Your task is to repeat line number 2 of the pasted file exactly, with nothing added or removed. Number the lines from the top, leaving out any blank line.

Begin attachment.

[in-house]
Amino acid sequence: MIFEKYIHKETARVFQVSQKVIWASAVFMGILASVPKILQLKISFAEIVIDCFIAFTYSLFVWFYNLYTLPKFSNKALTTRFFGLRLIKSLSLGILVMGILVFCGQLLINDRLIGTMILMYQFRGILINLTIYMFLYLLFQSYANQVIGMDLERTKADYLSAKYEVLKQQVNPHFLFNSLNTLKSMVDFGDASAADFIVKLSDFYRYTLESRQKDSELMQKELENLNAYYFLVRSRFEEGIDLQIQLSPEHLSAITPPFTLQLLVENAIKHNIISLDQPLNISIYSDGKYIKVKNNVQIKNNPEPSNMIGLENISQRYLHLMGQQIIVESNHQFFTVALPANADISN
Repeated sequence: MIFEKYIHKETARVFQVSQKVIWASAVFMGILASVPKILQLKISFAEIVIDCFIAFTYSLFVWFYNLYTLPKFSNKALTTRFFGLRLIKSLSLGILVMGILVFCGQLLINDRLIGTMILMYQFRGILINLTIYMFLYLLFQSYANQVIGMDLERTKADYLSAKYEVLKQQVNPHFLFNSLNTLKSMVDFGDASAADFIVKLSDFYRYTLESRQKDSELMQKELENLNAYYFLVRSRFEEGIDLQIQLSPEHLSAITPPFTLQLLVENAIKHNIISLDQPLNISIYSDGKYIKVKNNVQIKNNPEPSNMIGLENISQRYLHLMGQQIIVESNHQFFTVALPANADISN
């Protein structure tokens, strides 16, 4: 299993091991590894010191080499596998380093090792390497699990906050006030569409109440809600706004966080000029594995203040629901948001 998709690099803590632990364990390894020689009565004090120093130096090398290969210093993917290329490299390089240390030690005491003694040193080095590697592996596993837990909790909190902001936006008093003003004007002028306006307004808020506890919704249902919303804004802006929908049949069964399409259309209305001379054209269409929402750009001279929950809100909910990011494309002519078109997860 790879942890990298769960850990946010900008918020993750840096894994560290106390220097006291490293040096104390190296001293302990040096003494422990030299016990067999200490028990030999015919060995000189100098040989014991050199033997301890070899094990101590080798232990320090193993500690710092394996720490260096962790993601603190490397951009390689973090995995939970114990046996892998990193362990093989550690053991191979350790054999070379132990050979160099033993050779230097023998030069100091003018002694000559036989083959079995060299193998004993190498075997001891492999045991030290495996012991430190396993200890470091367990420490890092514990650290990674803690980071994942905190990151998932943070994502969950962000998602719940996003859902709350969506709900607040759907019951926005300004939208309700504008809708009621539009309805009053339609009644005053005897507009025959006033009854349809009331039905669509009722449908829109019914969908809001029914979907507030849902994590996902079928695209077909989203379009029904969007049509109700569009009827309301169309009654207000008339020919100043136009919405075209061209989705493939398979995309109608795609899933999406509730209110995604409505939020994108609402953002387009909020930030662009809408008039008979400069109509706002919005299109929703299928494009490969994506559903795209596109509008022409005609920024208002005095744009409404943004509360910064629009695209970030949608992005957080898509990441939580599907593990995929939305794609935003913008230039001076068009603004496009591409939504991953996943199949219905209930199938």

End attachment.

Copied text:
Amino acid sequence: MIFEKYIHKETARVFQVSQKVIWASAVFMGILASVPKILQLKISFAEIVIDCFIAFTYSLFVWFYNLYTLPKFSNKALTTRFFGLRLIKSLSLGILVMGILVFCGQLLINDRLIGTMILMYQFRGILINLTIYMFLYLLFQSYANQVIGMDLERTKADYLSAKYEVLKQQVNPHFLFNSLNTLKSMVDFGDASAADFIVKLSDFYRYTLESRQKDSELMQKELENLNAYYFLVRSRFEEGIDLQIQLSPEHLSAITPPFTLQLLVENAIKHNIISLDQPLNISIYSDGKYIKVKNNVQIKNNPEPSNMIGLENISQRYLHLMGQQIIVESNHQFFTVALPANADISN